A carpenter by trade, Ambrose Lynott had the skills and ambition to build a dream two storey home for himself, his wife Donna and four children. With the help of family, and 24/7 dedication to the project, they managed to get it all built in a year.
The site, gifted by my parents, is next to a river and has views all around. It was the dream location for us as we were living in a confined three-bed townhouse that had no views and was always dark inside,” says Ambrose. “Before the townhouse, we had rented a very small house and one large one. These experiences gave us good insight into what we disliked.”
“We realised the need for good sized living areas and a place for kids to play, both inside and outside,” adds Donna. “We took every opportunity to capture light or views when designing our new house so in the kitchen-dining area, a corner window was high on the wish list.”
“We first got plans drawn up with a local engineer. We told him what we wanted according to house plans we had pulled together from various sources, and our own ideas. We made a few changes to adapt them to the site, and we came up with a bungalow.”
“The design was one we knew the planners would like and we originally secured planning permission for it. However it was too big and would have been too expensive to build, so we reapplied for a two storey home. That planning was refused on account of the house being too high on an exposed site.”
“A dormer or storey and a half wasn’t what we had in mind,” says Ambrose. “We wanted all square rooms so we wouldn’t be restricted with furniture placement. Insulation and sound proofing were also considerations.”
“After a number of pre-planning meetings we submitted similar plans, but with a lower roof. Planning permission was approved with one of the conditions that we raise the roof, as we had it in the original plans.”
“We completed extensive ground works in May 2011. This included excavating the ground and filling it with stone, to provide a good base for the raft foundations.”
“A change in circumstances meant we had to put the project on hold at this stage. In 2013 we submitted a planning request to the council for an extension of duration and this was refused on the grounds that planning guidelines had changed since the last application.”
“But because we had completed extensive works, we proceeded with a judicial review to quash the decision. Eventually in 2016 we were successful in obtaining planning for the house we wanted.”
Views and light
“Our guiding principle was to design the house from the inside out,” says Donna. “And to have all of the rooms face the sun at the right times.”
“The double height ceiling in the hallway lets in loads of light, and gives an instant feeling of space. There are no other hallways in the house, no wasted space. The shape is square and compact, and we wouldn’t go an inch smaller.”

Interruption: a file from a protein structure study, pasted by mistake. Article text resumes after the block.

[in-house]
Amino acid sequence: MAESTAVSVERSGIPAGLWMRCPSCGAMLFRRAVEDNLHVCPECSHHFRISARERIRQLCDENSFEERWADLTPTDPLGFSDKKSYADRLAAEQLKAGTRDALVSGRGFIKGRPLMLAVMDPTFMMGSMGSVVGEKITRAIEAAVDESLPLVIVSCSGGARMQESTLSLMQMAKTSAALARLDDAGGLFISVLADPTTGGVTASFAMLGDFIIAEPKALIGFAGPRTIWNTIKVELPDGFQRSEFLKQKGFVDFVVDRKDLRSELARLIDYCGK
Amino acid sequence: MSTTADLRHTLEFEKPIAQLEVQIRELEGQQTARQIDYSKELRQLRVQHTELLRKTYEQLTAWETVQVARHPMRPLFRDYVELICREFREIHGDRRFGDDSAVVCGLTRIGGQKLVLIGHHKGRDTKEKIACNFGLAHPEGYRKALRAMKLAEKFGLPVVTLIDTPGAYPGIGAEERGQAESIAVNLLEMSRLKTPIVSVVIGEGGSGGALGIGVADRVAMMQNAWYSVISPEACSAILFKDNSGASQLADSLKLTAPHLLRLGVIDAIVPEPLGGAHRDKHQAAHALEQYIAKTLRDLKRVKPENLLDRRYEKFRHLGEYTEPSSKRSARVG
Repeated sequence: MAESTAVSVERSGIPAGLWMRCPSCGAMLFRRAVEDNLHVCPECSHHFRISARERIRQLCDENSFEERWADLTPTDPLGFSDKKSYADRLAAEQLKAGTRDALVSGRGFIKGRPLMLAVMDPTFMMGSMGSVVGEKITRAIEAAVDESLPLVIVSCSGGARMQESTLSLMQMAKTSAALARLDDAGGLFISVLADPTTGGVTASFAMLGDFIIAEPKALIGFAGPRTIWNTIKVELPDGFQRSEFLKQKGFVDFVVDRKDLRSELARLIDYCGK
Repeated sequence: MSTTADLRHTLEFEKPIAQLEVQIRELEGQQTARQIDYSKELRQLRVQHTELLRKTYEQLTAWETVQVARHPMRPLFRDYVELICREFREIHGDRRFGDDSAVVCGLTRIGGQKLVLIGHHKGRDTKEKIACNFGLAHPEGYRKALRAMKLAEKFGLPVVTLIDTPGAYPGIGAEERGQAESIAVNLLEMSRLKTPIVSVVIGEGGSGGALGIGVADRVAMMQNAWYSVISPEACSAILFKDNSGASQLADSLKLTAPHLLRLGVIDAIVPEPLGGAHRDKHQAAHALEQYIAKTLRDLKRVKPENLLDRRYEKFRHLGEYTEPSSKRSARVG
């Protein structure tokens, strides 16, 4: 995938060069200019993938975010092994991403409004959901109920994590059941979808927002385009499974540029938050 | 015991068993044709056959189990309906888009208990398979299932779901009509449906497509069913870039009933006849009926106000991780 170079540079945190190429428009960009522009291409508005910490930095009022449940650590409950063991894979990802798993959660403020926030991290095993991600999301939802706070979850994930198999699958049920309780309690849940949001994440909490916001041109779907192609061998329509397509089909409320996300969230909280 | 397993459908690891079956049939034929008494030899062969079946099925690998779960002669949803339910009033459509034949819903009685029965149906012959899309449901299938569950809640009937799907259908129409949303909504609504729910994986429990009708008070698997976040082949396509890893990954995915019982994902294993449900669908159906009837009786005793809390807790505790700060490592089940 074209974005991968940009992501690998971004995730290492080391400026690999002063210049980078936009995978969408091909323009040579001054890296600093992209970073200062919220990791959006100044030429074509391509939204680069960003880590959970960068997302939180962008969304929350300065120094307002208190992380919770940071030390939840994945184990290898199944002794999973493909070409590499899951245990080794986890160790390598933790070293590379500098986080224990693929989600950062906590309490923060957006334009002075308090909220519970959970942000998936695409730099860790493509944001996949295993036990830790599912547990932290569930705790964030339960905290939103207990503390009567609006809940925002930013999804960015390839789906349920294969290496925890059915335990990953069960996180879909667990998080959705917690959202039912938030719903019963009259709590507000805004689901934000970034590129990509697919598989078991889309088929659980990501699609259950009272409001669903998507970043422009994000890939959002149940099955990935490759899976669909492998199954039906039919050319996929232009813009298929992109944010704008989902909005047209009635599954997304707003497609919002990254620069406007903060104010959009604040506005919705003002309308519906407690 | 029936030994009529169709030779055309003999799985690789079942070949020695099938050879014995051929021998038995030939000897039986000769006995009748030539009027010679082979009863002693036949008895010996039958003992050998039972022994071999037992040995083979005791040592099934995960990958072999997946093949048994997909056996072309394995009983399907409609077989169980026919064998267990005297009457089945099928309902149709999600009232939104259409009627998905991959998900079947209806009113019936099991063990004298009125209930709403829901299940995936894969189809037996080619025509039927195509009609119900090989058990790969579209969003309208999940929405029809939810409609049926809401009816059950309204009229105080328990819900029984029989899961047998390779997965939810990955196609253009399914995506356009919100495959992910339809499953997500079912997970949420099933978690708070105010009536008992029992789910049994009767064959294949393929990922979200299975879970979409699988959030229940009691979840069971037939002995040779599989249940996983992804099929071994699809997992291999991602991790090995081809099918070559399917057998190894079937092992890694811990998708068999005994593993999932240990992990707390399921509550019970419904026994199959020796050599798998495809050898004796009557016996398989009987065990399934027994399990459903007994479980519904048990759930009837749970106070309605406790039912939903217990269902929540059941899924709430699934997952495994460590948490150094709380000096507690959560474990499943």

“The landscaping was also part of this strategy. “The hedges give the house some privacy and background, but they also do not block views from the house,” says Ambrose.
Inside, each room faces views and gets different quality of light. “The sitting room gets afternoon and evening sun, while the kitchen has its large corner window on one side capturing the afternoon and evening sun along with a window facing the morning and afternoon sun. Two roof lights in the vaulted ceiling throw in extra light.”
“The sitting room is located just off the dining room and is used as an evening room when kids are gone to bed. It overlooks the river, bridge and countryside at the rear of the house. A lift and slide door leads out onto a patio area which gets full sun from midday to sunset.”
The master bedroom has five windows overlooking the river and Nephin Mountain. “We get to see the sun rise from our front window,” adds Ambrose.
“Upstairs, one of the bedrooms is located at the front of the house to capture the morning sun, with views of the river and stone bridge. The other upstairs bedroom is at the back of the house, facing the sunset, with views of windmills in the distance. The downstairs bedroom captures the morning sun.”
“We felt it was very important to have a bedroom downstairs for any time one of us are not in a position to use the stairs. The adjacent bathroom has a wet room style shower.”
“The other bathroom upstairs has a bath. Being mindful of additional costs, maintenance and practicality we decided to only have one ensuite, located in the master bedroom. All other bedrooms are in close proximity to a bathroom.”
Research, research, research
“After getting planning secured mid-2016 we started researching and deciding on materials and methods for the build,” says Ambrose. “I gave myself six months to educate myself, decide what we wanted, get prices and book the trades in.”
“I spent a lot of time looking into what heating and hot water system to choose. At first I was opposed to an air to water heat pump because of its lower efficiency in wintertime, when it’s required most. So the initial energy assessment and house specification had oil central heating with photovoltaic panels (solar panels that generate electricity).”
“But we changed our minds for two reasons. One was that we both agreed a good supply of hot water was very important as we were used to frequently running out of hot water in our previous house. The other was that we wanted underfloor heating as we couldn’t decide where to locate radiators, and heat pumps work best with underfloor.”
“We then looked into ventilation and chose a mechanical system with heat recovery. This was another learning from our previous house, which was very well insulated and airtight but had inadequate ventilation and used to get very stuffy, particularly in the bedrooms.”
“Our new house is now always comfortable and fresh. In my opinion mechanical ventilation is by far a better option than natural ventilation,” adds Ambrose.
“We also have a 14kW wood burning stove in the sitting room as a backup in case electricity fails in the house,” says Donna. “We sized it big so it would fit in the chimney and it’s very controllable. It does get uncomfortably hot if lit for an extended period of time, but we seldom light it. The idea is to keep the door open to transfer the heat into the rest of the house, if we were to need it.”
“When we fitted the stove within the chimney breast we had plaster cracking, despite having put in a cement board and heat resistant plaster. We then installed a four inch granite border, which absorbs the heat, and re-plastered the chimney breast and have had no issues since.”